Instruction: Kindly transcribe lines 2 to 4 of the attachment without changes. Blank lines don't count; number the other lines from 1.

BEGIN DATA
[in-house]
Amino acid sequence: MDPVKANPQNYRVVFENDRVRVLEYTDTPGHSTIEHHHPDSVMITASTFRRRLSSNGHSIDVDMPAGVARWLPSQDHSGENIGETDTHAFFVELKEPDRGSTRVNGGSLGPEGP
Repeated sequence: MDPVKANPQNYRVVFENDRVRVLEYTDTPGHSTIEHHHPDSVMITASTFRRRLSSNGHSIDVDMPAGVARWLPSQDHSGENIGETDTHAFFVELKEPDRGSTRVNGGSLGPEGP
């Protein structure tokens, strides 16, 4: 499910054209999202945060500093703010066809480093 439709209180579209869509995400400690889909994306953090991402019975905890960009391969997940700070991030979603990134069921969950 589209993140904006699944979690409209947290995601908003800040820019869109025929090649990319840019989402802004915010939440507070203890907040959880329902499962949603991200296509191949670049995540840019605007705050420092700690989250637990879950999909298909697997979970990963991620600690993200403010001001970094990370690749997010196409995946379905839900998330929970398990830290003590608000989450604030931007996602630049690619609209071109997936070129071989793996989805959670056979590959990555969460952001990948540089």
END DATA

Amino acid sequence: MDPVKANPQNYRVVFENDRVRVLEYTDTPGHSTIEHHHPDSVMITASTFRRRLSSNGHSIDVDMPAGVARWLPSQDHSGENIGETDTHAFFVELKEPDRGSTRVNGGSLGPEGP
Repeated sequence: MDPVKANPQNYRVVFENDRVRVLEYTDTPGHSTIEHHHPDSVMITASTFRRRLSSNGHSIDVDMPAGVARWLPSQDHSGENIGETDTHAFFVELKEPDRGSTRVNGGSLGPEGP
């Protein structure tokens, strides 16, 4: 499910054209999202945060500093703010066809480093 439709209180579209869509995400400690889909994306953090991402019975905890960009391969997940700070991030979603990134069921969950 589209993140904006699944979690409209947290995601908003800040820019869109025929090649990319840019989402802004915010939440507070203890907040959880329902499962949603991200296509191949670049995540840019605007705050420092700690989250637990879950999909298909697997979970990963991620600690993200403010001001970094990370690749997010196409995946379905839900998330929970398990830290003590608000989450604030931007996602630049690619609209071109997936070129071989793996989805959670056979590959990555969460952001990948540089």